In recent weeks, there has been a lot of talk about the role of the world's central bankers going forward. With that in mind, now seems like a good time to recap the market bailout operations during the past few years... to get some insights into how this all ends (spoiler alert - not well)!
How we got here...
In late November 2008, the U.S. Federal Reserve announced it would start buying the debt of Government Sponsored Enterprises and mortgage-related securities in the secondary market.
In March 2009, the Fed extended the program to include US Treasuries. QE -program was born.
The Fed ran three sequential QE -programs.
The Bank of England started its QE program in March 2009, the Bank of Japan (BoJ) in October 2010, the European Central Bank (ECB) in March 2015 and the People’s Bank of China (PBoC) in July 2015.
In October 2010, the BoJ started to buy Exchange Traded Funds (ETFs) linked to the Japanese stock market.
It became customary that the BoJ to start buying whenever the Topix stock market index fell more than a 0.2 percentage points by midday.
In August 2012, the European Central bank enacted the Outright Monetary Transactions (OMT) program to halt the rise in sovereign yields in the Eurozone (to save it).
In 2015, the Swiss National Bank started to “invest” in foreign assets, including US equities.
2017 set the pre-corona record for central bank stimulus.
During that year, central banks across the globe pushed over $2 trillion worth of artificial central bank liquidity into the global markets mostly through their asset purchase programs.
In December 2018, the People's Bank of China started to support the domestic banking sector by injecting hundreds of US billions worth of liquidity into the system.
In January 4, 2019, the Fed pivoted from its previous statements of several interest rate rises in 2019 and automated balance sheet run-off. This was to stop the market rout which threatened to topple the US credit markets.
Between January and March 2019, the Federal Reserve made a complete U-turn. In early December 2018, Chairman Powell was still anticipating several interest rate rises for 2019, but by March they had turned to possible cuts and ending the balance sheet normalization program.
In August and September 2019, the market bailout operations continued. Fed cut its interest rates for the second time for the year in August, and the ECB pushed rates further into negative and restarted the QE -program in September.
In September 16, 2019, the repo-markets clogged up and the Fed started its emergency repo-operations for the first time since 2009.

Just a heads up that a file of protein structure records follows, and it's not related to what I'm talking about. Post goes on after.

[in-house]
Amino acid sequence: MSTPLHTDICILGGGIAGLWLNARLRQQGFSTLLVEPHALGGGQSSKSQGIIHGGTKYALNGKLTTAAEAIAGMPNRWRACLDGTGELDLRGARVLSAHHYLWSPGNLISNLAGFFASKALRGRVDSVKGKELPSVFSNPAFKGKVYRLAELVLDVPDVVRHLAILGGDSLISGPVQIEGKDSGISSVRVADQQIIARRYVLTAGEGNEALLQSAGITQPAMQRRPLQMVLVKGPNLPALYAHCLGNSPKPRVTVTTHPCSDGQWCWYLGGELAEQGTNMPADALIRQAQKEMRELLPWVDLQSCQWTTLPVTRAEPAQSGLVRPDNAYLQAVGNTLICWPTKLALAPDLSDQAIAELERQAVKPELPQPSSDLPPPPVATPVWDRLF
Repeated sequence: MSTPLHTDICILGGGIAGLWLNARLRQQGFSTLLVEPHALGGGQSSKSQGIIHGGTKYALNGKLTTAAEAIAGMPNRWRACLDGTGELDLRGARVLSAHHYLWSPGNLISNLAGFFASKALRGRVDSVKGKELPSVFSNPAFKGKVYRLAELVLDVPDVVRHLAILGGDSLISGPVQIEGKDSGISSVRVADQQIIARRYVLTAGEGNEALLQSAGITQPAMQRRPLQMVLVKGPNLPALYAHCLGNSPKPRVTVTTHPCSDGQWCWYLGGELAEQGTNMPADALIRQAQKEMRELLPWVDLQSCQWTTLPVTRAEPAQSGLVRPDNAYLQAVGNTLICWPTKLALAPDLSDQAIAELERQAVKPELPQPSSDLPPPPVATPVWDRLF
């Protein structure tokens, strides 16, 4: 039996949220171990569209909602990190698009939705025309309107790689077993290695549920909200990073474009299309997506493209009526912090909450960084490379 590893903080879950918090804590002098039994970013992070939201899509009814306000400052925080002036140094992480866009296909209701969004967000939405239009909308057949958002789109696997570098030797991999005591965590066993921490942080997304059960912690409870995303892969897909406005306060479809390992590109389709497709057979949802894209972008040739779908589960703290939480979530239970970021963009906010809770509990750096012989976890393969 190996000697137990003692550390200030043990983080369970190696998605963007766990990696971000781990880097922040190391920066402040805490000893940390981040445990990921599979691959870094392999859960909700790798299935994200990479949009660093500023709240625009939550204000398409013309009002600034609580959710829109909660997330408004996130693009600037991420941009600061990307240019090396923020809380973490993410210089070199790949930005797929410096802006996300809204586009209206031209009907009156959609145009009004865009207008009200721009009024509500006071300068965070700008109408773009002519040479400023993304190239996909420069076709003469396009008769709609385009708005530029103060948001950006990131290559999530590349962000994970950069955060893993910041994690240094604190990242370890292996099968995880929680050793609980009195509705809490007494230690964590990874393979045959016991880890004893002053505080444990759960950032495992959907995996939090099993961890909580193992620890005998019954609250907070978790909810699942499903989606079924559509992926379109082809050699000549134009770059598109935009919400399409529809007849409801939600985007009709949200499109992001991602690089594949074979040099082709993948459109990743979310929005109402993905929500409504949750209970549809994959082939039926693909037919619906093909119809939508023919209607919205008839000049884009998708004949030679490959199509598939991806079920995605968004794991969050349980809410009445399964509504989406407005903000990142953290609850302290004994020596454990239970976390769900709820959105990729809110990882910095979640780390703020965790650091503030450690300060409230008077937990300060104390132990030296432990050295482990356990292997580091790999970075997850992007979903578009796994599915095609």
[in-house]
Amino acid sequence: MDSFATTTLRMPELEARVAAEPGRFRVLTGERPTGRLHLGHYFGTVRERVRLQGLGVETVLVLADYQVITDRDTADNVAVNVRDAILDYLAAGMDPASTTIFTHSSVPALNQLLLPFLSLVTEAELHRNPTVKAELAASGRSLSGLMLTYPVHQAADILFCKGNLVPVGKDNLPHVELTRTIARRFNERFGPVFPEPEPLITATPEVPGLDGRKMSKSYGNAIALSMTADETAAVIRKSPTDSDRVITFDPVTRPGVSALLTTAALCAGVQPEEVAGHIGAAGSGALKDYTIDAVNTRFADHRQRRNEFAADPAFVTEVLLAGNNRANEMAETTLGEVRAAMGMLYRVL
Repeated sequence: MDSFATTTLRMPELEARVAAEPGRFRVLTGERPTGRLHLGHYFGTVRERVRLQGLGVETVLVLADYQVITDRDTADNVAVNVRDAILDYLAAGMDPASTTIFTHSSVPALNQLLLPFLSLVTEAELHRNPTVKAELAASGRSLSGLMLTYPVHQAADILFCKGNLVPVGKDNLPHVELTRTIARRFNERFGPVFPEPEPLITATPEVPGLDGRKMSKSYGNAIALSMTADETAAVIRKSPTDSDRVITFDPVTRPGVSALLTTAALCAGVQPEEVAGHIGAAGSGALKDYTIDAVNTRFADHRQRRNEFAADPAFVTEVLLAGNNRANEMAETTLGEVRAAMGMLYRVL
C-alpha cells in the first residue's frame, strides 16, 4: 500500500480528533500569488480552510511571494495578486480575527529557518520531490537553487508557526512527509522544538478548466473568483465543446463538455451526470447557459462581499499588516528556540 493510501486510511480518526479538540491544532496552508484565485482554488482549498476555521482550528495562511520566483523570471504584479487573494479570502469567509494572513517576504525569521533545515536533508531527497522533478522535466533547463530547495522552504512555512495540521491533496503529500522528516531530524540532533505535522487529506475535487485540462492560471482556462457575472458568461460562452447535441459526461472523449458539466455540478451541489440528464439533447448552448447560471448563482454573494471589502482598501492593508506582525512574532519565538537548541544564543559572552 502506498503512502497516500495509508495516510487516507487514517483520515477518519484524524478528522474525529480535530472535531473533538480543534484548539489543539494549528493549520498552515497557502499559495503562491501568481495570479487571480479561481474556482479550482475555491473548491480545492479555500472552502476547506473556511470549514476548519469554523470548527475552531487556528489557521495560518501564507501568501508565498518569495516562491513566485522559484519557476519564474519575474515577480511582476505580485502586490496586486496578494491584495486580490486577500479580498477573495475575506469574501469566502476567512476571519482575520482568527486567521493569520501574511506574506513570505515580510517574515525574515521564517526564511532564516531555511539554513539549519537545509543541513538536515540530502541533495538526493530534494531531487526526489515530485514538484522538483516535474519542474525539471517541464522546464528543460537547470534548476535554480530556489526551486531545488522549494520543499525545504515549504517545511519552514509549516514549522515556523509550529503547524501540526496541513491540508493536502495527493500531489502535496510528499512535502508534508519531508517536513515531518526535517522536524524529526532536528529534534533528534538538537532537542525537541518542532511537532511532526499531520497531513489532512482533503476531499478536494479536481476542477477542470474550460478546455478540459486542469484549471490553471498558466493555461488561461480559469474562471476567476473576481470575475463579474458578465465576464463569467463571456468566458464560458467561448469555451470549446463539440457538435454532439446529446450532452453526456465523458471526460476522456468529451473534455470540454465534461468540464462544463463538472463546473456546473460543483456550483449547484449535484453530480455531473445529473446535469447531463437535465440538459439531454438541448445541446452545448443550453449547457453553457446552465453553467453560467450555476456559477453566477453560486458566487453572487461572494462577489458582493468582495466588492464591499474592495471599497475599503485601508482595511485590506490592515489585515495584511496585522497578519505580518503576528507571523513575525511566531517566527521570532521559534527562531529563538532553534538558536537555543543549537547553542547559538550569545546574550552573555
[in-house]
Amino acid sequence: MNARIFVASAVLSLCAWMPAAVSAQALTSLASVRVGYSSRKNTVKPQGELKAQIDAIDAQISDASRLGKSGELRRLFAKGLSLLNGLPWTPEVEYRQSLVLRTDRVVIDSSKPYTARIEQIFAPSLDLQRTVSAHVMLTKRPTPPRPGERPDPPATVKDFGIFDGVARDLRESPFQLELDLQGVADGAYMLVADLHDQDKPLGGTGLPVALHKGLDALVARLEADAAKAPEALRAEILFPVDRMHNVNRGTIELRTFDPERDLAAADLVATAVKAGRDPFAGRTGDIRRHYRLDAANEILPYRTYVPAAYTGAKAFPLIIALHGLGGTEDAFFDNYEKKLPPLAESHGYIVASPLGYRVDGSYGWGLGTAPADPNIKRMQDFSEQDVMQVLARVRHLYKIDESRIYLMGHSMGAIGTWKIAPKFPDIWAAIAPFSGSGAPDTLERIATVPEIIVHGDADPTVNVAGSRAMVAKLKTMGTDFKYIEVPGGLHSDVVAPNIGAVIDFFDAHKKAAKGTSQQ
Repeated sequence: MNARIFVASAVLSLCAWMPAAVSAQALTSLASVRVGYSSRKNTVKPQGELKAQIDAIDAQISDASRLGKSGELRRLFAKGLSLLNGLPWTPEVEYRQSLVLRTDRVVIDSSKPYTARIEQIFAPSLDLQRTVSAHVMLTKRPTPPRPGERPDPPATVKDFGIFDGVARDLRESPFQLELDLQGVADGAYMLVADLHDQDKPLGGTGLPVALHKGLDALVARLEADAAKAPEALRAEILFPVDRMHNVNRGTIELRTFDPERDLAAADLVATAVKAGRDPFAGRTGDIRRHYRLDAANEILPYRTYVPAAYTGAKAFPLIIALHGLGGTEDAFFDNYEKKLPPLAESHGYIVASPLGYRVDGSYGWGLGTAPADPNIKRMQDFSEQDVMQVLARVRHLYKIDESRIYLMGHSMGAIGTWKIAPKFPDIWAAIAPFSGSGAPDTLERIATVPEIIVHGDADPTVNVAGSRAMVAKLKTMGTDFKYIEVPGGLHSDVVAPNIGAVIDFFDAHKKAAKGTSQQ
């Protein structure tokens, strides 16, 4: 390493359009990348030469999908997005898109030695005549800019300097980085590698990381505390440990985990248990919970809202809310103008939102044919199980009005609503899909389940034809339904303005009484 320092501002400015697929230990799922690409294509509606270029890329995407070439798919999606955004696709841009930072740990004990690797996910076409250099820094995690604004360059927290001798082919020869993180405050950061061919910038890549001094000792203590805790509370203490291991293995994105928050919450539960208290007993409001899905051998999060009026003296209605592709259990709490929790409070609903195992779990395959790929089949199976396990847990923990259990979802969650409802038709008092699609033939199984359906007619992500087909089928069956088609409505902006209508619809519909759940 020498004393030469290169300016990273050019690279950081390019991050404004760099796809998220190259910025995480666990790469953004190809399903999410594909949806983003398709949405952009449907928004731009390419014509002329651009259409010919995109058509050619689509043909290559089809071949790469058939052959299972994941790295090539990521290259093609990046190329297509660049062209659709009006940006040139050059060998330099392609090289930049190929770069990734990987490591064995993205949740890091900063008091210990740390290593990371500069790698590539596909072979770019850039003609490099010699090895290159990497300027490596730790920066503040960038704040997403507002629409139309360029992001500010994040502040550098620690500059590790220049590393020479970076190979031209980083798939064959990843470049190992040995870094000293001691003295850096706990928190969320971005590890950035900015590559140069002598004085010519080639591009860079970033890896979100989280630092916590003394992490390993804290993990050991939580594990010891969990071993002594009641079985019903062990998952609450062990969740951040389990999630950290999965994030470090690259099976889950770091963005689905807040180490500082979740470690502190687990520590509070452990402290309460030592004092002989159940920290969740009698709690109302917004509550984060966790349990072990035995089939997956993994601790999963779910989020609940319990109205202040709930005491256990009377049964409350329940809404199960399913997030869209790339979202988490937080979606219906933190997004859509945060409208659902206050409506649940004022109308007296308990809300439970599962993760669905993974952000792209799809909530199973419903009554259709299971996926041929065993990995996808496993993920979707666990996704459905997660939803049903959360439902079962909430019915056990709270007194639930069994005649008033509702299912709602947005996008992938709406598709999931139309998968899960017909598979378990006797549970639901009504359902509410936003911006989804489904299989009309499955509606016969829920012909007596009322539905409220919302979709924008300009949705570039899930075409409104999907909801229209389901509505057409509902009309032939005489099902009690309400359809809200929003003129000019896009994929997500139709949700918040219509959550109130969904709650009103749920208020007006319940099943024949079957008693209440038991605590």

In October 16th, 2019, the Fed started to buy US Treasury bills with the rate of $60 billion per month.
So, without the market bailout operations, the global financial crisis would have probably started no later than January 2019 by the toppling of the US credit markets.
The Fed and central bankers were able to postpone the crisis till mid-September, 2019, when the repo-markets 'blew up'.
Since then the US financial markets have been in constant resuscitation.
In the spring 2020, things naturally went from desperate to absurd.
On the 16th, 2020, the New York Fed announced that it would add $500 billion in overnight loans to the repo market.
On Tuesday the 17th the Fed announced that it would use $1 trillion to mop-up corporate paper from issuers. 13/
On the 19th, 2020, the Fed announced that it would create a lending facility to unlock frozen money market mutual funds.
The Fed ended-up backstopping U.S. Treasury markets, corporate commercial-paper and municipal bond markets and short-term money-markets.
Thus, by June 2020, the #Fed had effectively became the financial markets of the US.
What many do not seem to get is how dangerous all this central bank meddling in the markets is.
When rates were cut to zero, it invited the use of maximal leverage. When QEs started, they started to push investors to ever-riskier financial market products.
Moreover, when one compares the similarities between the biggest stock market crash in history, many worrying similarities emerge.
Central bankers have been playing an extremely dangerous game of "extend and pretend".
To keep the markets afloat in a darkening economic picture requires ever larger bailouts and, eventually, the full socialization of the financial markets.
The balance sheets of central banks would turn into investment vehicles with no boundaries.
Central bankers would decide which countries, corporations or even households would survive. They would effectively turn into Gosbanks (former CB of the Soviet Union).
This would lead to an utter global economic dystopia.
I've visited the Soviet Union as a boy (two times). The horrors of socialization of the financial markets and thus the economy should not be underestimated.
I dearly hope we'll be spared from that fate.